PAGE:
University of Delaware
Office of Public Relations
The Messenger
Vol. 5, No. 3/1996
Caring contributor to society
     As a wet-behind-the-ears judicial clerk in Alexandria, Va.,
nearly a decade ago, Kyle Elizabeth Skopic, Delaware '84,
volunteered her free time to provide legal assistance to hospice
     One of her first cases was a man dying of AIDS who needed
help putting his affairs in order. As their conversation drifted
from legal matters to life in general, a tragic story emerged of
a bright law-school graduate who chose to suffer his disease
without support from his family. He feared rejection during a
time when AIDS bore more of a social stigma than it does today.
Gradually, the young man grew too tired and weak to continue
speaking. Soon after, he died.
     Another person might have ended volunteer work right then.
After long days of court cases involving all types of unhappy
circumstances, fleeing from more tragedy would have been
understandable. But, it wouldn't have been Kyle Skopic.
     In her career as a lawyer, Skopic has been a tireless
champion of the young, the needy and the dying. In addition to
providing pro bono services to the Hospice of Northern Virginia,
she chairs the Fairfax County Child Abuse Prevention Committee,
and serves as a member of a task force studying delivery of legal
services to the poor. She also gives presentations on legal
issues to high school students, provides ski lessons for Teen
Winter Sports and meets with prospective University of Delaware
students through the Volunteer Admissions Support Team (VAST).
     "I was raised to be volunteer-oriented," she says. "The more
I have to do, the more I'll get done."
     And, Skopic has always given herself plenty to do. While a
consumer economics major at Delaware, she served as a resident
assistant for three years and still found time to fulfill the
requirements for a Degree with Distinction. She also studied
economics at the University's London program, where she developed
further her interest in programs for the terminally ill, by
exposure to the well-known St. Christopher's Hospice there.
     For her honors thesis, Skopic examined Medicare eligibility
requirements and developed a model that hospices can use to
evaluate volunteer participation, allowing them to qualify for
Medicare funding. Today, that model is used by hospices
     With her knowledge of hospice, it was natural that she would
become a volunteer after graduating from the University of
Richmond's T.C. Williams School of Law.
     She remains active in hospice, assisting people by drafting
wills, power-of-attorney documents and other legal papers. She
also became a notary public so she could provide services to
homebound persons, and, sometimes, she finds herself running
small errands for the surviving partner-just because she cares.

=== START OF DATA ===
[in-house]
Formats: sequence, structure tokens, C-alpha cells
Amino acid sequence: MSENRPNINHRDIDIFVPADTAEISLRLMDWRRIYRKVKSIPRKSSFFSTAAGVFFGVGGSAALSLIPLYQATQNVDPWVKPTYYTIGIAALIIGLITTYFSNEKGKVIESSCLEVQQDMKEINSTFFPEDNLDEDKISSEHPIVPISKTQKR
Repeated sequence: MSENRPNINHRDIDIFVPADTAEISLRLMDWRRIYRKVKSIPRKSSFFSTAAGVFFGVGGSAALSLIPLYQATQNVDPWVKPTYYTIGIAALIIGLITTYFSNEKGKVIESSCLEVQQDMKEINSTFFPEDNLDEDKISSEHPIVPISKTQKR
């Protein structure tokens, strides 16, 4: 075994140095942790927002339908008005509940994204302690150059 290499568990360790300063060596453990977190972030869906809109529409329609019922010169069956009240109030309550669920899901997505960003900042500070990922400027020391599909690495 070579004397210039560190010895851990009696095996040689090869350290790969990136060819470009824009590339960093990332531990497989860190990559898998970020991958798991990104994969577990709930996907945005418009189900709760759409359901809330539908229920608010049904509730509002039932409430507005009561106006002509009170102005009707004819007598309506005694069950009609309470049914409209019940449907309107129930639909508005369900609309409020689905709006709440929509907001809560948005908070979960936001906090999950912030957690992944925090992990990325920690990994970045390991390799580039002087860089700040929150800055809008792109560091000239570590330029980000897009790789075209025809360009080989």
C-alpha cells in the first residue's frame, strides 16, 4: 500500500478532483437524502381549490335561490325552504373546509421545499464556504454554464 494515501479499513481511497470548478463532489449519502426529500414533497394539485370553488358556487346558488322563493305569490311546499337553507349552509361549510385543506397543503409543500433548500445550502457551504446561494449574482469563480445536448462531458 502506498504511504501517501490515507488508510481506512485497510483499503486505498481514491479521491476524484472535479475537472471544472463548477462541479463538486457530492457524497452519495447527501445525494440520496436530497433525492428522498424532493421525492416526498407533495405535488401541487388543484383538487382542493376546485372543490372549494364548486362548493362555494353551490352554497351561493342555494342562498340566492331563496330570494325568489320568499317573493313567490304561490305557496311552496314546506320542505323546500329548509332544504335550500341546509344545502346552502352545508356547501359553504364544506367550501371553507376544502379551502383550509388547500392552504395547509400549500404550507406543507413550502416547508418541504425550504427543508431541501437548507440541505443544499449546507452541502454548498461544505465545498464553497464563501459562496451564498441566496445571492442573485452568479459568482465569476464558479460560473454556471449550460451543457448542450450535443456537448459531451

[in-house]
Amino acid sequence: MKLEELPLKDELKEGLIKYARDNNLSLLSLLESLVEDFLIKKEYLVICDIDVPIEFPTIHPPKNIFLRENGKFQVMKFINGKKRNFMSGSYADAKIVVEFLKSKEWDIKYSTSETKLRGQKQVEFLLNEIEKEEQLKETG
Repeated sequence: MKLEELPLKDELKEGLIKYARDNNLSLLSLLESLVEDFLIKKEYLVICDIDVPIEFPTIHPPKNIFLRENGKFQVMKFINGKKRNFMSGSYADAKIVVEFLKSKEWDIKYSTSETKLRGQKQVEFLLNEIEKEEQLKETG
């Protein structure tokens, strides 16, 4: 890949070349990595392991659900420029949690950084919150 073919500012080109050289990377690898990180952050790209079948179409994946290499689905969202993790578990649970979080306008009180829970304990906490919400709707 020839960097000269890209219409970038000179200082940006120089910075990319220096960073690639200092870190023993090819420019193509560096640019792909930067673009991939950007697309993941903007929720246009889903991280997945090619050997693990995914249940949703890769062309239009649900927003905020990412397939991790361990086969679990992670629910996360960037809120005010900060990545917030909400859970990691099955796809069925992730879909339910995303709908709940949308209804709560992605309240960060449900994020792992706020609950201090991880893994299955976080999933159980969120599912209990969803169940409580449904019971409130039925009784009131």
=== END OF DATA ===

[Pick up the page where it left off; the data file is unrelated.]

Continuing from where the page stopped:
Skopic has observed that, oftentimes, people die shortly
after meeting with her to set their final affairs in order.
Through her services, she says, people in their final days are
able to tie up loose ends and put their minds at peace.
     "The will to live is a powerful thing," she says. "When they
come to the end, they're tired of fighting, but they need to get
things in order and say good-bye. Many times, I'll visit someone
and then find out the next day that they died."
     Skopic says she doesn't find that depressing. Rather, she
takes comfort in her hospice work. "It helps me put my life and
any problems I think I have in perspective," she says. "It makes
you wonder if you are really making the most of your life and
helps you comprehend it on a bigger scale."
     That aspect of her volunteer work was especially important
during the years Skopic worked on child-welfare cases. As an
assistant Fairfax County attorney, she represented social
services agencies and encountered situations of child abuse and
     And, she views that as a positive experience, as well. "I
got a lot of satisfaction out of knowing that I was helping
children," Skopic says. "It's with a heavy heart that you
terminate parental rights and put a child up for adoption, but
it's also rewarding to see the children placed into families
with loving parents."
     Today, Skopic has turned her attention to tax-collection
programs for the county, trying cases against tax cheats. "I see
how badly the tax dollars are needed, and it makes me angry to
see that some people are not paying when others are paying their
fair share," she says.
     In all of her work-whether it's professional or
volunteer-Skopic says she strives to fight for just causes and
demonstrate to the community that lawyers are caring contributors
to society. The rewards are many, she says.
     "When you give of your time as a volunteer, you get so much
more in return," Skopic says. "I have seen so many loving,
selfless acts that people have done for others. It instills a
good feeling in you about humankind."
                                 -Marylee Sauder, Delaware '83